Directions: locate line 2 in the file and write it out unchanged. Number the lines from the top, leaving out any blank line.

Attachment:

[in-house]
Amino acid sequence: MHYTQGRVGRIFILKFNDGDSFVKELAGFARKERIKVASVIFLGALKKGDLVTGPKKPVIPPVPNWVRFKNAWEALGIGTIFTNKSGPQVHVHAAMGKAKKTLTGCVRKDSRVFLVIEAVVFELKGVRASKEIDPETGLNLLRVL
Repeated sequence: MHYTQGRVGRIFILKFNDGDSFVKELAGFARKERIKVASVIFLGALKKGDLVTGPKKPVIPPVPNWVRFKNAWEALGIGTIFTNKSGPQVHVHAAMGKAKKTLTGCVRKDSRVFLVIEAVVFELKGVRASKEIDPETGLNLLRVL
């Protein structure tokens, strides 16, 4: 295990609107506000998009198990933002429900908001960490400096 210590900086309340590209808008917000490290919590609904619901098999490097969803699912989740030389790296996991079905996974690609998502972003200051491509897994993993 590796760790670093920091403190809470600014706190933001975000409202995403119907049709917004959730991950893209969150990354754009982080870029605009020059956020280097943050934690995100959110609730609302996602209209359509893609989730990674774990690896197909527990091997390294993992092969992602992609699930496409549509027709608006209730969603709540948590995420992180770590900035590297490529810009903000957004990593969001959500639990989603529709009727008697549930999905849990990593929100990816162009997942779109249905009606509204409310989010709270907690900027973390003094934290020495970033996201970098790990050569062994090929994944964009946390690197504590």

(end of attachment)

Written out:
Amino acid sequence: MHYTQGRVGRIFILKFNDGDSFVKELAGFARKERIKVASVIFLGALKKGDLVTGPKKPVIPPVPNWVRFKNAWEALGIGTIFTNKSGPQVHVHAAMGKAKKTLTGCVRKDSRVFLVIEAVVFELKGVRASKEIDPETGLNLLRVL